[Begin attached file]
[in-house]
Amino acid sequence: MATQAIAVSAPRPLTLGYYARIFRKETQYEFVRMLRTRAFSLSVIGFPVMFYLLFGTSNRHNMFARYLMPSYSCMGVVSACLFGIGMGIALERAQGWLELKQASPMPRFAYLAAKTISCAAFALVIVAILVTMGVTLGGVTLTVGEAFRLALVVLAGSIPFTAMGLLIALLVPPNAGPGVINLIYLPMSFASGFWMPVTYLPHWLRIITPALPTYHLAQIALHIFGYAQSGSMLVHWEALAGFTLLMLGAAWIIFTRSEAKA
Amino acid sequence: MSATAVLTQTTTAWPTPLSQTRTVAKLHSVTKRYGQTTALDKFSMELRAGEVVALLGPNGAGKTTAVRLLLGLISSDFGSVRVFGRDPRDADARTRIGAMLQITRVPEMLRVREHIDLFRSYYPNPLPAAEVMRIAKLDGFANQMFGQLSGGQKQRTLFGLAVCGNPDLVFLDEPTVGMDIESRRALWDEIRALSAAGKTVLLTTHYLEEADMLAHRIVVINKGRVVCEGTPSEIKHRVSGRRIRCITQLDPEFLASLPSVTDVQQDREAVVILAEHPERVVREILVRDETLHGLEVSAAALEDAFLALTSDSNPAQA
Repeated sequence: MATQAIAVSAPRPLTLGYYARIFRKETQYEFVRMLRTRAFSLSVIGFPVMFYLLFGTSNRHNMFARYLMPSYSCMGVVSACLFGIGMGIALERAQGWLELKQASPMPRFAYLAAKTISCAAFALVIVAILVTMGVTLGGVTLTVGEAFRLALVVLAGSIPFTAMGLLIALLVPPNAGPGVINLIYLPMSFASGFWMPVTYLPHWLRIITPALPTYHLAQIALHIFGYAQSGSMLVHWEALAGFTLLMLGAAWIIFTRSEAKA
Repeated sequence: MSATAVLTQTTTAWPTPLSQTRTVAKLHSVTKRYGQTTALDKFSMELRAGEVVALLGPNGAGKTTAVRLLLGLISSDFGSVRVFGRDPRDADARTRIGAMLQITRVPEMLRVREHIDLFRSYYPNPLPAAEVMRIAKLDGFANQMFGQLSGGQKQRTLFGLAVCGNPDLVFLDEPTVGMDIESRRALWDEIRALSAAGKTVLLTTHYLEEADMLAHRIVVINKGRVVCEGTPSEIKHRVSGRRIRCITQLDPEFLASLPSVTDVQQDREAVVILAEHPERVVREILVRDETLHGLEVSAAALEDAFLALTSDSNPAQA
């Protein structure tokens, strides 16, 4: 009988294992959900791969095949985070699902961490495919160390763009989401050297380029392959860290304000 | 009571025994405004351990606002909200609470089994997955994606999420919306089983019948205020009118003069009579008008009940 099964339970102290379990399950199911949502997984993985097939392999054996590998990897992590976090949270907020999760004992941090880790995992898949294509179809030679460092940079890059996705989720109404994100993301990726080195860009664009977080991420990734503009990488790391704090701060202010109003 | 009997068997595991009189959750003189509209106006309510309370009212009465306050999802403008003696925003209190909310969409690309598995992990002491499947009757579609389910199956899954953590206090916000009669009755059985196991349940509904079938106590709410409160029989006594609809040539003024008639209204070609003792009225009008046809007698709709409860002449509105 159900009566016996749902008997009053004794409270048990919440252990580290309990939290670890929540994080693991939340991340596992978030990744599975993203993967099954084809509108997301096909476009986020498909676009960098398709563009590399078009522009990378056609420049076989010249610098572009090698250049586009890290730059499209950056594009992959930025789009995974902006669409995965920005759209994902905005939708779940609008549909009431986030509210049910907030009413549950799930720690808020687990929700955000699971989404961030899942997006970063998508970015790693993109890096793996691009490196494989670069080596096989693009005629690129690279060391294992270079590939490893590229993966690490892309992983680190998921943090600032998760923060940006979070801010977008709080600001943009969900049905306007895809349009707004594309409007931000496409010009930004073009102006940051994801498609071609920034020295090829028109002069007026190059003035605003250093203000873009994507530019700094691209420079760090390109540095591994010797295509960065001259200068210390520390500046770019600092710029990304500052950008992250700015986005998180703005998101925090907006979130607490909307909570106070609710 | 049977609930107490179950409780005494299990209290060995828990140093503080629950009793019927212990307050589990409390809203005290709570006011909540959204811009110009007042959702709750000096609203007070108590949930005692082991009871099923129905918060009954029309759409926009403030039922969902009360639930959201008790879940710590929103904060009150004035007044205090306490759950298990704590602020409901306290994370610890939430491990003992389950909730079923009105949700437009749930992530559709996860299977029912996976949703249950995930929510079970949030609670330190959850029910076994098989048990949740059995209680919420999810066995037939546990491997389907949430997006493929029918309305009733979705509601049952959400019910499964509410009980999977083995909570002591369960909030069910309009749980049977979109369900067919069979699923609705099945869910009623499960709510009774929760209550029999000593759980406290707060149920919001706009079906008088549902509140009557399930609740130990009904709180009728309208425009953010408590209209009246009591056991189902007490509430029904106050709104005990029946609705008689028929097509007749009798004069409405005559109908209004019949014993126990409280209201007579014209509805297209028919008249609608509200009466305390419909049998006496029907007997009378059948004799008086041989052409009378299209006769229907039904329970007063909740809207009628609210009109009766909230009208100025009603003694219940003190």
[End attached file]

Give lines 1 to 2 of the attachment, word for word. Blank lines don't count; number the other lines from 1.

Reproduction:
[in-house]
Amino acid sequence: MATQAIAVSAPRPLTLGYYARIFRKETQYEFVRMLRTRAFSLSVIGFPVMFYLLFGTSNRHNMFARYLMPSYSCMGVVSACLFGIGMGIALERAQGWLELKQASPMPRFAYLAAKTISCAAFALVIVAILVTMGVTLGGVTLTVGEAFRLALVVLAGSIPFTAMGLLIALLVPPNAGPGVINLIYLPMSFASGFWMPVTYLPHWLRIITPALPTYHLAQIALHIFGYAQSGSMLVHWEALAGFTLLMLGAAWIIFTRSEAKA